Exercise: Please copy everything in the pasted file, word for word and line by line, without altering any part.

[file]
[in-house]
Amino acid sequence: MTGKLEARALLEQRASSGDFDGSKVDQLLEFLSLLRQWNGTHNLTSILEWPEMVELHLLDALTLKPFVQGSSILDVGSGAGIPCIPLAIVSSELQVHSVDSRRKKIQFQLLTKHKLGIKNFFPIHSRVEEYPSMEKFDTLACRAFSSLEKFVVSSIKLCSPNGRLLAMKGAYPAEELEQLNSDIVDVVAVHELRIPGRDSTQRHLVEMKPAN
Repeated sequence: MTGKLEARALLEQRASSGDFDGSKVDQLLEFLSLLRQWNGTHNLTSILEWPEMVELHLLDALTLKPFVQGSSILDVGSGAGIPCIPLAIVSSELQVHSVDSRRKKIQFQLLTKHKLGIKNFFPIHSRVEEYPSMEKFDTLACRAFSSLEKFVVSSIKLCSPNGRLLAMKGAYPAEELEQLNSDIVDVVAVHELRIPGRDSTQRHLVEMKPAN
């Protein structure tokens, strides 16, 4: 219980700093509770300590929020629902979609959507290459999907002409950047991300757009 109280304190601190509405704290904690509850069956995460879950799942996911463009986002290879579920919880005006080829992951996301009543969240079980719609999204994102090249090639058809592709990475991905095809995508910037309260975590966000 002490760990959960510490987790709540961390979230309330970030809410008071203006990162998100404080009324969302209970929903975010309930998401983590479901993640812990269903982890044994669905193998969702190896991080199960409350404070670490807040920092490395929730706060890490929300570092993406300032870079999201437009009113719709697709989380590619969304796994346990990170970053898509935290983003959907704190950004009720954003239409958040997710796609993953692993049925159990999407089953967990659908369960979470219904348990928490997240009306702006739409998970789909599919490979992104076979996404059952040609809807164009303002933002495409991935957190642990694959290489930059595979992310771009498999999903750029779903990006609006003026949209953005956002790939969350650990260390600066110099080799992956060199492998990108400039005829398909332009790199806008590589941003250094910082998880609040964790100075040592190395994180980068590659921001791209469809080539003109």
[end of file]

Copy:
[in-house]
Amino acid sequence: MTGKLEARALLEQRASSGDFDGSKVDQLLEFLSLLRQWNGTHNLTSILEWPEMVELHLLDALTLKPFVQGSSILDVGSGAGIPCIPLAIVSSELQVHSVDSRRKKIQFQLLTKHKLGIKNFFPIHSRVEEYPSMEKFDTLACRAFSSLEKFVVSSIKLCSPNGRLLAMKGAYPAEELEQLNSDIVDVVAVHELRIPGRDSTQRHLVEMKPAN
Repeated sequence: MTGKLEARALLEQRASSGDFDGSKVDQLLEFLSLLRQWNGTHNLTSILEWPEMVELHLLDALTLKPFVQGSSILDVGSGAGIPCIPLAIVSSELQVHSVDSRRKKIQFQLLTKHKLGIKNFFPIHSRVEEYPSMEKFDTLACRAFSSLEKFVVSSIKLCSPNGRLLAMKGAYPAEELEQLNSDIVDVVAVHELRIPGRDSTQRHLVEMKPAN
């Protein structure tokens, strides 16, 4: 219980700093509770300590929020629902979609959507290459999907002409950047991300757009 109280304190601190509405704290904690509850069956995460879950799942996911463009986002290879579920919880005006080829992951996301009543969240079980719609999204994102090249090639058809592709990475991905095809995508910037309260975590966000 002490760990959960510490987790709540961390979230309330970030809410008071203006990162998100404080009324969302209970929903975010309930998401983590479901993640812990269903982890044994669905193998969702190896991080199960409350404070670490807040920092490395929730706060890490929300570092993406300032870079999201437009009113719709697709989380590619969304796994346990990170970053898509935290983003959907704190950004009720954003239409958040997710796609993953692993049925159990999407089953967990659908369960979470219904348990928490997240009306702006739409998970789909599919490979992104076979996404059952040609809807164009303002933002495409991935957190642990694959290489930059595979992310771009498999999903750029779903990006609006003026949209953005956002790939969350650990260390600066110099080799992956060199492998990108400039005829398909332009790199806008590589941003250094910082998880609040964790100075040592190395994180980068590659921001791209469809080539003109």